SMEs and large groups split over the Macron bonus

Pay a tax-exempt bonus to all those who earn less than three times the minimum wage. A tantalizing device on paper, but one that’s even divisive in the corporate world. In the bill presented last Thursday, the government perpetuates and triples the PEPA bonus, the exceptional bonus for purchasing power. It is the employers who will pay it and not the State, but everything will depend on the size of the company.

On the side of SMEs, we are very much in favor of this system, which is extremely easy to set up, as long as they have the means. This tax exemption is particularly appealing. According to François Asselin, the president of the Confederation of Small and Medium-Sized Enterprises, this bonus is all the more appropriate since the majority of employees in SMEs earn less than 3 times the minimum wage. “The median salary in France is well below three times the minimum wage, so it will affect a lot of employees, more than 4 million of them were able to benefit from it last year”, he notes.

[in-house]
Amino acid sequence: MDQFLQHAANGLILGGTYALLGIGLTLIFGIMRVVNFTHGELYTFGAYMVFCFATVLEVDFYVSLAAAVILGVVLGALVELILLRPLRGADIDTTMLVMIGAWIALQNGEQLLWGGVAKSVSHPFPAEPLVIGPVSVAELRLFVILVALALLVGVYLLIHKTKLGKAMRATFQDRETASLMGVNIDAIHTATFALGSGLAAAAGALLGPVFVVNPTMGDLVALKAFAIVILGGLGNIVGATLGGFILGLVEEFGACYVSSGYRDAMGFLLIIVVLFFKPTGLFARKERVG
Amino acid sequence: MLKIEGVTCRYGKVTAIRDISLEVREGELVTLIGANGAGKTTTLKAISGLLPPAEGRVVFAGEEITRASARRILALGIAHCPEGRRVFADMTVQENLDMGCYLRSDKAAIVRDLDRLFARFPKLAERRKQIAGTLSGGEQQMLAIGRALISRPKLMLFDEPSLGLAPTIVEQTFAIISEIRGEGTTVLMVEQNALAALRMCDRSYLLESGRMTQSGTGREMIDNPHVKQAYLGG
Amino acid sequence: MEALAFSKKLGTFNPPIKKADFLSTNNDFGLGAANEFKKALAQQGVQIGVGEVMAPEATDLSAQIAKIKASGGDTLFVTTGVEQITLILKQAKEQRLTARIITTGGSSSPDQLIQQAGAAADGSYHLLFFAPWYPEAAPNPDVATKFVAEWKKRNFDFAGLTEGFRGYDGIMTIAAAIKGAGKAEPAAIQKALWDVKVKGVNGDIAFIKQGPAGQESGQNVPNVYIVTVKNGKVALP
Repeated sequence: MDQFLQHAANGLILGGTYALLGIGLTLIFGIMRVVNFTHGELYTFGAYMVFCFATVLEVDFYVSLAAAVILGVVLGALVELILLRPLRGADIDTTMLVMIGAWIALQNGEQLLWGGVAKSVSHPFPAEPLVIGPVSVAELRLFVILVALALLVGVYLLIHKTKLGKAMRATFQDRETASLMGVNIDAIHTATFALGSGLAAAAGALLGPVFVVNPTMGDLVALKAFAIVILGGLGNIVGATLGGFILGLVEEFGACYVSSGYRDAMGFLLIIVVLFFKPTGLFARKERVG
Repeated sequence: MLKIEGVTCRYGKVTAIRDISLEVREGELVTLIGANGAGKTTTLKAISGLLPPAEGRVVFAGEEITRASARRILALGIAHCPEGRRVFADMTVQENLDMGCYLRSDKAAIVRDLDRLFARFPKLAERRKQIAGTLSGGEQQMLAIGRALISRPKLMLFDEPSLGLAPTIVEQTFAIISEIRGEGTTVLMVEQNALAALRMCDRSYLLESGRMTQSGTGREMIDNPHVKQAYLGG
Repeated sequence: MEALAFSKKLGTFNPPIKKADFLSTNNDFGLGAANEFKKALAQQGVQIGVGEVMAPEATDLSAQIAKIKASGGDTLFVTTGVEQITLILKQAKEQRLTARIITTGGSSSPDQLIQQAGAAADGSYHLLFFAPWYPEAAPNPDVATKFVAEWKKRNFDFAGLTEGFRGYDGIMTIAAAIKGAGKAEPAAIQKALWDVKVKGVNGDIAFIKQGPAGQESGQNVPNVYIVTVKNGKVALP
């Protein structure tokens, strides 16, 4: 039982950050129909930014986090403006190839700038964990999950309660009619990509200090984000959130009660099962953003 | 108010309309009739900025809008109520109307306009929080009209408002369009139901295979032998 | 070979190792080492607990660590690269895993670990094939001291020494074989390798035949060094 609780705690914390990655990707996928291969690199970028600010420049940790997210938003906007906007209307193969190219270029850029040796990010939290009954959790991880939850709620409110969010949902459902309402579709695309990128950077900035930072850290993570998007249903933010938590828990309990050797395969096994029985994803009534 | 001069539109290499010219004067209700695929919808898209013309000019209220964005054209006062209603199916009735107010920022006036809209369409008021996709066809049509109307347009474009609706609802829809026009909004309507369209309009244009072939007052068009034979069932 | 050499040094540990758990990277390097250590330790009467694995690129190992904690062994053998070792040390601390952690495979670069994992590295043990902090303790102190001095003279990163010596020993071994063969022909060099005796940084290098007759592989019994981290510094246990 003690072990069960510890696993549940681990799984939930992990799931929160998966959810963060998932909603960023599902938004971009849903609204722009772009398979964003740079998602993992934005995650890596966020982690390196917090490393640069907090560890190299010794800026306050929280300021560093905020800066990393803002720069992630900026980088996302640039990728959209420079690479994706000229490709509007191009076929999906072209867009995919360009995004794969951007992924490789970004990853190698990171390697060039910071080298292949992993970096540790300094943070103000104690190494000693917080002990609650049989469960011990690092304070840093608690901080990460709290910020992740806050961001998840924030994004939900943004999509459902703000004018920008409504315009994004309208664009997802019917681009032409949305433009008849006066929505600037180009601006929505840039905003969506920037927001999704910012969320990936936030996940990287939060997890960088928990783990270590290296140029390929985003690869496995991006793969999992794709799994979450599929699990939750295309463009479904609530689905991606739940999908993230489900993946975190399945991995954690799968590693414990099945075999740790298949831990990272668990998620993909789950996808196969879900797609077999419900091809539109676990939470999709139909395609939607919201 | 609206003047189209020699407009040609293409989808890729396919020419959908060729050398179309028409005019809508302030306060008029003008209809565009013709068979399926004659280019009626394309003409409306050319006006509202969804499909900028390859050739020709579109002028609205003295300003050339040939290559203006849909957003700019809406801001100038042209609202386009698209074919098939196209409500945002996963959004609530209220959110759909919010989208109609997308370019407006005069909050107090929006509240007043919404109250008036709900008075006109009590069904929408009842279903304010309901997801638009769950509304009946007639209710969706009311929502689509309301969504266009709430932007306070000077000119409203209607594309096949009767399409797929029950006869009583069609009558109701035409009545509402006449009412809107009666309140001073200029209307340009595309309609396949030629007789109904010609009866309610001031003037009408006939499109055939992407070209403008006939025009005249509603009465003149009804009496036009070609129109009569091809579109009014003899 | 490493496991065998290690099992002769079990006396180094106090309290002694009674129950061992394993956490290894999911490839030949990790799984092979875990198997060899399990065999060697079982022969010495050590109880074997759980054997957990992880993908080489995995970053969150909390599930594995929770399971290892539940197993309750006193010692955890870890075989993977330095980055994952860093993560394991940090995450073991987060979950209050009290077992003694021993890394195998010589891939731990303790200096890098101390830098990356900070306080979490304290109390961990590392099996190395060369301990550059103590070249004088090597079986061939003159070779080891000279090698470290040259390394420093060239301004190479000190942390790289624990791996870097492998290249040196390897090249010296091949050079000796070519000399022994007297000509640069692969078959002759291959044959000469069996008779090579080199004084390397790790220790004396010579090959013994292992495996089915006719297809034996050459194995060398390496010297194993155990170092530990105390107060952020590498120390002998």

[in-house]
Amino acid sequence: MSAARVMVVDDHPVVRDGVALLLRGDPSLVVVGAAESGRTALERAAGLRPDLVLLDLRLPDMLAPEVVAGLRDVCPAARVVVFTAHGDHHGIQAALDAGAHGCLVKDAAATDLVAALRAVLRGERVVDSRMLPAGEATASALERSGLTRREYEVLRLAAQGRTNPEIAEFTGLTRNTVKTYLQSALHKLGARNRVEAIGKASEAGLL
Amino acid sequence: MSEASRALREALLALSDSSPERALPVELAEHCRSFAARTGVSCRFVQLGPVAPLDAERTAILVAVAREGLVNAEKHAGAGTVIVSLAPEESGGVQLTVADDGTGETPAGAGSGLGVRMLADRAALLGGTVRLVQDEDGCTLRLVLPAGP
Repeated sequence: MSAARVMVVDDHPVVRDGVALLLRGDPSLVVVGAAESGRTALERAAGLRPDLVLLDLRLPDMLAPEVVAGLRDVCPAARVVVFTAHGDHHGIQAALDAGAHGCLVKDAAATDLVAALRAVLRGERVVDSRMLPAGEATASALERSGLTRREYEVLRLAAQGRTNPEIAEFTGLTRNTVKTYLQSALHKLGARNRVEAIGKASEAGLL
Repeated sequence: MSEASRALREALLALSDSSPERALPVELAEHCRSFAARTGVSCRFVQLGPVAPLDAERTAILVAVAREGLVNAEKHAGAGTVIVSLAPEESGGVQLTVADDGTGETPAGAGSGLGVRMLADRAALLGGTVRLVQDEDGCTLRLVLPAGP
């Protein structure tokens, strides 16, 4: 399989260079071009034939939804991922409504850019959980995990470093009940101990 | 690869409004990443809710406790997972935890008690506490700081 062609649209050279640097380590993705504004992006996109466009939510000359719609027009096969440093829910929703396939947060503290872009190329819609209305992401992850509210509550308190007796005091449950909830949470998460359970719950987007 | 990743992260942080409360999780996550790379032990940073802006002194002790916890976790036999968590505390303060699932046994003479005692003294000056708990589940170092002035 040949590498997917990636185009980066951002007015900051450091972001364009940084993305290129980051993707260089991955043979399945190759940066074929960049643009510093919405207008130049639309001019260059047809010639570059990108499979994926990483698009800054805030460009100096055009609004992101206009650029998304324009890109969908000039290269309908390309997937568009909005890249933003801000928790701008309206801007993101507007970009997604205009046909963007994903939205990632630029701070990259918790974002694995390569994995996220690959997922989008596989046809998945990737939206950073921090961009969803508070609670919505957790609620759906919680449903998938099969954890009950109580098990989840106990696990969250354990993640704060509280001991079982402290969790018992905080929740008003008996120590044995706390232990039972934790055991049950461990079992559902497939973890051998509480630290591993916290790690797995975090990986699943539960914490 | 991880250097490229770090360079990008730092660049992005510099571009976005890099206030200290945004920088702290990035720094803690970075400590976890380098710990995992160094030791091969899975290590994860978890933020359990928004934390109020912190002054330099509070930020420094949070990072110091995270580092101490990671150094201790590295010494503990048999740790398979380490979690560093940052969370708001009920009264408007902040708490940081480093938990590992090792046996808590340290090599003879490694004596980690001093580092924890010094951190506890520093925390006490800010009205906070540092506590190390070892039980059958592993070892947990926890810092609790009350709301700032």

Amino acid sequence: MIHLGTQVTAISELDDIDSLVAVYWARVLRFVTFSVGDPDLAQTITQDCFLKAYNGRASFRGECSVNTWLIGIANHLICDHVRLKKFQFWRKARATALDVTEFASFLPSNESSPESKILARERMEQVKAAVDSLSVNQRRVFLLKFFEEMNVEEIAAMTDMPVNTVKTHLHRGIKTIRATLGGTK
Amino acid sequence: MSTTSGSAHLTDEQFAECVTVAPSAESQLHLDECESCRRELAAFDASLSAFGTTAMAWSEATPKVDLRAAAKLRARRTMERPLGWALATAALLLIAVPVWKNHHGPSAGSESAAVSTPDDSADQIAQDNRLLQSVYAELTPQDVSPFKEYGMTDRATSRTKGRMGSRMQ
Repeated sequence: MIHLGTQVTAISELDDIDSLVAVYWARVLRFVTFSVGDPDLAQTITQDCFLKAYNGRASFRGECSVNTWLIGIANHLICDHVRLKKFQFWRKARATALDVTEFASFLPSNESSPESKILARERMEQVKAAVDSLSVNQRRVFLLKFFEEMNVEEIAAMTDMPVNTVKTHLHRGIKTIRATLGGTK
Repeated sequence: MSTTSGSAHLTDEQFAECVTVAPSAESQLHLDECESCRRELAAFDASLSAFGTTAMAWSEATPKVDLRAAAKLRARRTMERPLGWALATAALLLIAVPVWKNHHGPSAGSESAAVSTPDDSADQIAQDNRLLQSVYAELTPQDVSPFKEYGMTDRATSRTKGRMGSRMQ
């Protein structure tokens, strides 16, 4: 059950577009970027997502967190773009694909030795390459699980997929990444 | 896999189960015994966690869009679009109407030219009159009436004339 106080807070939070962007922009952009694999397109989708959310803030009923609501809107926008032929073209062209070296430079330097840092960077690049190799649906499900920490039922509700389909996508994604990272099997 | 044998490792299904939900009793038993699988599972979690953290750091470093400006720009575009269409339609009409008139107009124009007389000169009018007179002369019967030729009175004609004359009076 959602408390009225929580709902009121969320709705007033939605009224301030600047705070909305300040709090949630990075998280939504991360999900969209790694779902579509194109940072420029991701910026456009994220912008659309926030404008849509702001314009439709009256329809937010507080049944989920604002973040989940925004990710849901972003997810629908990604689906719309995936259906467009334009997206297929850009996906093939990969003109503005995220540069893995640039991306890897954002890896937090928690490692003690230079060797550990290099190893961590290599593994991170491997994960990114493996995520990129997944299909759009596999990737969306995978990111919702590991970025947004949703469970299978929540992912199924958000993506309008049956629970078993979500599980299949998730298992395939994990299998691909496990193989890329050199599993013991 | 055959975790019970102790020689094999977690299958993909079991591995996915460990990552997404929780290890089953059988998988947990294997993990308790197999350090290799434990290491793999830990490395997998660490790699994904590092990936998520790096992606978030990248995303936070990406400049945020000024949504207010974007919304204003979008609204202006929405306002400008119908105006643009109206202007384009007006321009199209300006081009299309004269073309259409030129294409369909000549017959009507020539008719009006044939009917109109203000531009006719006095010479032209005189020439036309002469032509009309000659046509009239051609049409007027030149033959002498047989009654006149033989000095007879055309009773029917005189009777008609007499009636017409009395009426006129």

A problem for team cohesion?

On the side of large groups, on the other hand, the enthusiasm is not really there. The level of remuneration is often much higher than three SMICs. Consequently, their leaders are very reluctant to reward only part of their teams.

For Matthieu Rosy, the general delegate of Syntec, the federation which represents 1.2 million employees in France and 90,000 companies in sectors such as digital, this could create a feeling of inequity detrimental to the company. “This can really pose problems for a business leader who is trying his best to keep his teams together and maintain the compensation structure,” he warns.

Indeed, the compensation structure could be modified. This bonus required, in some cases, its beneficiaries to earn more than the employees who are excluded from it.

Europe 1

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